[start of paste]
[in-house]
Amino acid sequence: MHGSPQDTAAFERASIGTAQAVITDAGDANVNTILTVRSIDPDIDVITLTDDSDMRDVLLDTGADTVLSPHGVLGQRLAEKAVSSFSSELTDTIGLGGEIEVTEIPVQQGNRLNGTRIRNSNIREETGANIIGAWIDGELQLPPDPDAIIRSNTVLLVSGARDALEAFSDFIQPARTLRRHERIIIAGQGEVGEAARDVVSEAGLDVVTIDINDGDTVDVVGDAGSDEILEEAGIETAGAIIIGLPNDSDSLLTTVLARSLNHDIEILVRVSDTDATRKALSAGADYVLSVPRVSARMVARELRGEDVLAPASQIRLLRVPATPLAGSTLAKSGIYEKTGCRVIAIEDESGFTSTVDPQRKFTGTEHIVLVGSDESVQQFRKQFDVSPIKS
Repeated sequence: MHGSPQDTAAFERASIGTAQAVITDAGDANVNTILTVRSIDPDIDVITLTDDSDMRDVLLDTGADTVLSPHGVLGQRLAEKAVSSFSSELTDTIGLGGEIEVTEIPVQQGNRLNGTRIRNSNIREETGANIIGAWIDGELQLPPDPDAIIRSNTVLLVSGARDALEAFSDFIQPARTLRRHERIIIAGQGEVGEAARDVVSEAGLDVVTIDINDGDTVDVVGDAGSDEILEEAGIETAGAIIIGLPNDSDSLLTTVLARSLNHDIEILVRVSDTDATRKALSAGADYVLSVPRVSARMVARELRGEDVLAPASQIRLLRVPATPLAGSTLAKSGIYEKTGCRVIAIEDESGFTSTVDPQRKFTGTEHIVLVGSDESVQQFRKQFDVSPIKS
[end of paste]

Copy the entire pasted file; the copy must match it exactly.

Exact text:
[in-house]
Amino acid sequence: MHGSPQDTAAFERASIGTAQAVITDAGDANVNTILTVRSIDPDIDVITLTDDSDMRDVLLDTGADTVLSPHGVLGQRLAEKAVSSFSSELTDTIGLGGEIEVTEIPVQQGNRLNGTRIRNSNIREETGANIIGAWIDGELQLPPDPDAIIRSNTVLLVSGARDALEAFSDFIQPARTLRRHERIIIAGQGEVGEAARDVVSEAGLDVVTIDINDGDTVDVVGDAGSDEILEEAGIETAGAIIIGLPNDSDSLLTTVLARSLNHDIEILVRVSDTDATRKALSAGADYVLSVPRVSARMVARELRGEDVLAPASQIRLLRVPATPLAGSTLAKSGIYEKTGCRVIAIEDESGFTSTVDPQRKFTGTEHIVLVGSDESVQQFRKQFDVSPIKS
Repeated sequence: MHGSPQDTAAFERASIGTAQAVITDAGDANVNTILTVRSIDPDIDVITLTDDSDMRDVLLDTGADTVLSPHGVLGQRLAEKAVSSFSSELTDTIGLGGEIEVTEIPVQQGNRLNGTRIRNSNIREETGANIIGAWIDGELQLPPDPDAIIRSNTVLLVSGARDALEAFSDFIQPARTLRRHERIIIAGQGEVGEAARDVVSEAGLDVVTIDINDGDTVDVVGDAGSDEILEEAGIETAGAIIIGLPNDSDSLLTTVLARSLNHDIEILVRVSDTDATRKALSAGADYVLSVPRVSARMVARELRGEDVLAPASQIRLLRVPATPLAGSTLAKSGIYEKTGCRVIAIEDESGFTSTVDPQRKFTGTEHIVLVGSDESVQQFRKQFDVSPIKS